Japan Geoscience Union Meeting 2019

Presentation information

[E] Oral

S (Solid Earth Sciences ) » S-CG Complex & General

[S-CG50] Intraslab and intraplate earthquakes

Thu. May 30, 2019 9:00 AM - 10:30 AM A02 (TOKYO BAY MAKUHARI HALL)

convener:Saeko Kita(International Institute of Seismology and Earthquake Engineering, BRI), Tomohiro Ohuchi(Geodynamics Research Center, Ehime University), Marcel Thielmann(Bavarian Geoinstitute, University of Bayreuth), Ryo Okuwaki(Research Institute of Earthquake and Volcano Geology, Geological Survey of Japan, National Institute of Advanced Industrial Science and Technology), Chairperson:Saeko Kita(Building Research Insitute), Tomohiro Ohuchi(Geodynamics Research Center, Ehime University), Marcel Thielmann(University of Bayreuth), Ryo Okuwaki(筑波大学), Thomas Ferrand(UC San Diego)

9:45 AM - 10:00 AM

[SCG50-04] Subduction of serpentinized fracture zone and intraslab earthquakes in southern Mexico

★Invited Papers

*Marina Manea1,2 (1.Computational Geodynamics Laboratory, Geosciences Center, National Autonomous University of Mexico, 2.Institute of Astronomy, Romanian Academy)

Keywords:intraslab earthquakes, fracture zone, serpentinization , southern Mexico

Oceanic fracture zones are born where spreading centers are offset, creating strong gradients in oceanic floor age and vertical offsets in the oceanic lithosphere. Several lines of evidence, such as tectonic uplift and localized volcanic activity distributed along fracture zones, suggest that oceanic fracture zones represent zones of weakness where seawater can infiltrate several kilometers down into the lithosphere and transform mantle peridotites into serpentinites. Such major serpentinized fracture zones are often consumed into subduction zones where they release large quantities of fluids. The southern Mexican subduction zone is similarly characterized by the presence of a large fracture zone, the Tehuantepec fracture zone (TFZ), which presumably is serpentinized. Moreover, the region where TFZ enters into subduction is marked by a relatively low intraplate seismic activity and a large seismic gap where no large megathrust occurred in the last 100 years or more.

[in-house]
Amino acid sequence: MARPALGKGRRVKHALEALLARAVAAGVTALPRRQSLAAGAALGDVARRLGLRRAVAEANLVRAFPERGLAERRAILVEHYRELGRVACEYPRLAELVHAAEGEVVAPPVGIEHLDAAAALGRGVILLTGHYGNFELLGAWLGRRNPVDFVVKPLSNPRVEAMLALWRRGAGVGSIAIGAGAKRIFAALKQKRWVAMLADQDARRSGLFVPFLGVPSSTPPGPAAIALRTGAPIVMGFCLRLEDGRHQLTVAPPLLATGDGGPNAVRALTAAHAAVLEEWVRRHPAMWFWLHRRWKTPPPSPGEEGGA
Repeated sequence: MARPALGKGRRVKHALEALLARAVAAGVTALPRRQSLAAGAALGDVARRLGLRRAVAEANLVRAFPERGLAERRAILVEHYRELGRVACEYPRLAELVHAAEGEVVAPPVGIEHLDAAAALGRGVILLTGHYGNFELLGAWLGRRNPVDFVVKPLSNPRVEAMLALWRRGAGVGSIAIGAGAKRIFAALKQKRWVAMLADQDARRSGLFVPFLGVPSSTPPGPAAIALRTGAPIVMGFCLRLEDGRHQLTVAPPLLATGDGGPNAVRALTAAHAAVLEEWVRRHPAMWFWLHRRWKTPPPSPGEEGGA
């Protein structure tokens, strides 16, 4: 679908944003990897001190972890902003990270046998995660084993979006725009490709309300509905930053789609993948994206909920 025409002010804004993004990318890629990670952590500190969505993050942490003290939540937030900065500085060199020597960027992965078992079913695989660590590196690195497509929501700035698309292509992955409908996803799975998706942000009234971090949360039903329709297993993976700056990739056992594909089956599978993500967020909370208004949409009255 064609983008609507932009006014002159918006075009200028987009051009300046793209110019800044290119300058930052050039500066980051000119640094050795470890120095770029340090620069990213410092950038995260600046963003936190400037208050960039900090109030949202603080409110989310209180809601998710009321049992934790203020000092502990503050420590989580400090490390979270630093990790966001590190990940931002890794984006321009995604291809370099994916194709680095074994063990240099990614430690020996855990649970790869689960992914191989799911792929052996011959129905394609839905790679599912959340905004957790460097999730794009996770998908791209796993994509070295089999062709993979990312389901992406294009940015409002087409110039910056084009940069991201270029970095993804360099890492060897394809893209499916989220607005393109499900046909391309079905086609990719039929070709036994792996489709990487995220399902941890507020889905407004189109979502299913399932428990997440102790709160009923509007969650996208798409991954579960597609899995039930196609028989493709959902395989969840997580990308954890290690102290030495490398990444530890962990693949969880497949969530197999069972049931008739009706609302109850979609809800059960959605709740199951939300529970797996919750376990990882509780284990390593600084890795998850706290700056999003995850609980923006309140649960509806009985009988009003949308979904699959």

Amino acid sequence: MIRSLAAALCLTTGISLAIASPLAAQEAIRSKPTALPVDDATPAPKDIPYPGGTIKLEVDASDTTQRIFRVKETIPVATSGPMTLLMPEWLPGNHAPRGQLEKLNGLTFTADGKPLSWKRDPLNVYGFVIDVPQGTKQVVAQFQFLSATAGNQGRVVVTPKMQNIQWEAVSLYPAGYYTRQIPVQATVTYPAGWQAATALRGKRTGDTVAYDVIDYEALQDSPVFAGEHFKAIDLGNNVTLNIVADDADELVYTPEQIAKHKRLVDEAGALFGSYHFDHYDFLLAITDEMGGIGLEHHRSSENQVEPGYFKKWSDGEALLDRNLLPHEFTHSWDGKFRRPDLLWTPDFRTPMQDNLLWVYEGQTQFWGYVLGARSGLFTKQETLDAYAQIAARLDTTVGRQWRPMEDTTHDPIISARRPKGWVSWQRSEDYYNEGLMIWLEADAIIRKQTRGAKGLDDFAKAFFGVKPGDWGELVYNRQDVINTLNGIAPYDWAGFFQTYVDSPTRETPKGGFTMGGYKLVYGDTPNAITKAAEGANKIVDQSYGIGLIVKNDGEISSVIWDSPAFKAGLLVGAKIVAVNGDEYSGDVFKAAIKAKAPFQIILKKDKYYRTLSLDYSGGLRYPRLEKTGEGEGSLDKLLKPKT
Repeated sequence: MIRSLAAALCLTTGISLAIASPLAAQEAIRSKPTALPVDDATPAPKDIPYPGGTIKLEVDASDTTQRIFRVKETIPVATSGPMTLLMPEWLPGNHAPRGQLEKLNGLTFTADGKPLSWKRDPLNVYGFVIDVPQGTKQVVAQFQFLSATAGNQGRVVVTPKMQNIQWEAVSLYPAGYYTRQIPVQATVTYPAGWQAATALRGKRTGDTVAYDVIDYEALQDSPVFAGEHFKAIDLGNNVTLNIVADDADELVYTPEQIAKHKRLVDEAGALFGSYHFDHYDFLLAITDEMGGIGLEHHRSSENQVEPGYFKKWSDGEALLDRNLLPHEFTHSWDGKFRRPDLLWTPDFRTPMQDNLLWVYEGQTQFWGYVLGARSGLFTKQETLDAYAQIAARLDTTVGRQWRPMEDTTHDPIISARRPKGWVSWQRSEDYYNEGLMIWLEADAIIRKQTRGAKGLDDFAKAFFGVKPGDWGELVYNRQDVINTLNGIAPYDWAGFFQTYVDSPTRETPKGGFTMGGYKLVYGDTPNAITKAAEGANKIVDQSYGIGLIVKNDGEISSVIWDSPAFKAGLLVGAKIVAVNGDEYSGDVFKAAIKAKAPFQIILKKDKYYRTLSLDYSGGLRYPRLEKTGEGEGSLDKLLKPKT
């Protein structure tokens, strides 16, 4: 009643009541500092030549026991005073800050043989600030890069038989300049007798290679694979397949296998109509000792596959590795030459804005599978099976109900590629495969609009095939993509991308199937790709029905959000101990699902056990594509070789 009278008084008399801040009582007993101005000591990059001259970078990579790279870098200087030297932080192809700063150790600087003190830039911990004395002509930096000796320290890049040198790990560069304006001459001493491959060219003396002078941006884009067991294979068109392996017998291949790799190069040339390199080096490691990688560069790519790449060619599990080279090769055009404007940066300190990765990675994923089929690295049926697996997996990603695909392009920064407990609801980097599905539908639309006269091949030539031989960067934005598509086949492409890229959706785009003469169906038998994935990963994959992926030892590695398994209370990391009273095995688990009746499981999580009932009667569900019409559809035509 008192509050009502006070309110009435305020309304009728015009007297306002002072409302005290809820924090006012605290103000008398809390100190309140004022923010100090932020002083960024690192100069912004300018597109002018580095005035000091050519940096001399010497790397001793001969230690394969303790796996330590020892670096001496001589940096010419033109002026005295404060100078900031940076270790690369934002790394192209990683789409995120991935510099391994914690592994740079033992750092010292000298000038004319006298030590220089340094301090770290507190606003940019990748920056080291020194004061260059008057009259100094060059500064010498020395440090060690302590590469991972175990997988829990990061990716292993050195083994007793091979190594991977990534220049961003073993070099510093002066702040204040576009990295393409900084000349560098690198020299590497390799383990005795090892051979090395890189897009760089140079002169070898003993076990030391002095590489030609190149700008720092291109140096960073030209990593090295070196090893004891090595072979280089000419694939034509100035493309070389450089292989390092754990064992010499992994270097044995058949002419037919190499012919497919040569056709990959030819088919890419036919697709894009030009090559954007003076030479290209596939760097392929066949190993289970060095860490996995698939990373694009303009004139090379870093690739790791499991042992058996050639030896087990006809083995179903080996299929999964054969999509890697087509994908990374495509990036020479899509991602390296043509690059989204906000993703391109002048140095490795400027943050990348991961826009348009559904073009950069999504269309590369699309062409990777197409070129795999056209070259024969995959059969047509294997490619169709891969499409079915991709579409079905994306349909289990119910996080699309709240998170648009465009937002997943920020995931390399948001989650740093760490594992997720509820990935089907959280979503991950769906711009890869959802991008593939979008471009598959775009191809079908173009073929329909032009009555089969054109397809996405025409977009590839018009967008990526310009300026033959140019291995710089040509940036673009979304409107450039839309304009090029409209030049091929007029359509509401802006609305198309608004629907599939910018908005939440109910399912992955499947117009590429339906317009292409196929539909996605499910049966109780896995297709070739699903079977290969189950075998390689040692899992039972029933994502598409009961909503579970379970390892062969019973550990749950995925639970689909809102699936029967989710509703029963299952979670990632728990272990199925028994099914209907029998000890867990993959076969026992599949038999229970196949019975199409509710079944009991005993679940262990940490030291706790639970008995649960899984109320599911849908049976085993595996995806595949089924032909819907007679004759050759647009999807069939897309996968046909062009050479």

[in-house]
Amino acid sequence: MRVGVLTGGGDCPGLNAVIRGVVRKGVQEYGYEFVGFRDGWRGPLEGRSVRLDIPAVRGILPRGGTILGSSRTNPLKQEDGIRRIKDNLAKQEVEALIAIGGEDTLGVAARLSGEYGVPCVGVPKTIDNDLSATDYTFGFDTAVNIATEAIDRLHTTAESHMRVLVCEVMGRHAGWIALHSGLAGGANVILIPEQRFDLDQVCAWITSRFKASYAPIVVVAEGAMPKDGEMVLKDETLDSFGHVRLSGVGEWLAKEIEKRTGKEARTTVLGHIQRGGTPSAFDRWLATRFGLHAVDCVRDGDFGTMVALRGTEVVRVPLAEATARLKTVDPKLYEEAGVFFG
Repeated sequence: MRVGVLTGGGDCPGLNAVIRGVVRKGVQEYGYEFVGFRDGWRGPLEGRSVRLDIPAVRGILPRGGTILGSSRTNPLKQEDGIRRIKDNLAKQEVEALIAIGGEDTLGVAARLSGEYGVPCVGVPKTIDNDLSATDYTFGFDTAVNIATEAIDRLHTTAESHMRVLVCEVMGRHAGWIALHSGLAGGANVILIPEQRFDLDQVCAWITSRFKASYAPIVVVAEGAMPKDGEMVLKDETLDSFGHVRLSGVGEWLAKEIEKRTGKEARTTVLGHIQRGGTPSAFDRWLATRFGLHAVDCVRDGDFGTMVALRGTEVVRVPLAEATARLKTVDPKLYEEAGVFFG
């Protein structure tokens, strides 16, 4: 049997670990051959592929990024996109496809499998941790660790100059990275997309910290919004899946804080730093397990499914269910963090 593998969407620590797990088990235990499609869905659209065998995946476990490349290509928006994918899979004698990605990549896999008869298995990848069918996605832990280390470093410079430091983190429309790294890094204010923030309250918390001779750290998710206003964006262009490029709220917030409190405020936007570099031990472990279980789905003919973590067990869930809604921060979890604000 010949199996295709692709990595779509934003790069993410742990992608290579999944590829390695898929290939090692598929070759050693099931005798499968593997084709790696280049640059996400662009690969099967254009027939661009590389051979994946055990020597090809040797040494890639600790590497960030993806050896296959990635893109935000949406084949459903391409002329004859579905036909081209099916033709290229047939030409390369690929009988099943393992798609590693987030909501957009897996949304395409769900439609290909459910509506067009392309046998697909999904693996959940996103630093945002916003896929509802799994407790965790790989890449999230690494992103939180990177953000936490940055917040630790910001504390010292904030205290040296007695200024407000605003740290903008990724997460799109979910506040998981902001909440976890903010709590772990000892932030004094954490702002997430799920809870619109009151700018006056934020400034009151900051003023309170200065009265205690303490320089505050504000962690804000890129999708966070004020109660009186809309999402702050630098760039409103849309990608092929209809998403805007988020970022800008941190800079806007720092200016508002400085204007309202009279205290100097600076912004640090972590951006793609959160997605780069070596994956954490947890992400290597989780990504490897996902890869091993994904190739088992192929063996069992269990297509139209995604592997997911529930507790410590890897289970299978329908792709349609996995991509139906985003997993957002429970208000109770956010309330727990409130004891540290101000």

In general the physical processes associated with such seismic gaps are not well understood. However, the presence of TFZ in this area can provide a unique opportunity to advance our knowledge into earthquake mechanics linked to mantle thermal structure. The peculiar 2017 M8.2 Tehuantepec intraslab earthquake nucleated in the vicinity of TFZ, and, from analyses of regional geophysical observations, it is demonstrated that this large normal faulting event ruptured the entire ~26 Ma Cocos slab right beneath the megathrust region. The faulting most likely reactivated a bend fault fabric and ruptured to a depth well below the predicted brittle-ductile transition for the Cocos slab, including regions where temperature is expected to exceed 1000°C, at far greater P-T conditions than previously considered. Additionally, since the rupture area also propagated laterally along the trench and stopped abruptly when encountered the subducted TFZ, we propose that large and serpentinized fracture zones can act as barriers for intraslab earthquakes. I have to acknowledge that all numerical computations were performed at the National Laboratory for Advanced Scientific Visualization at UNAM (LAVIS).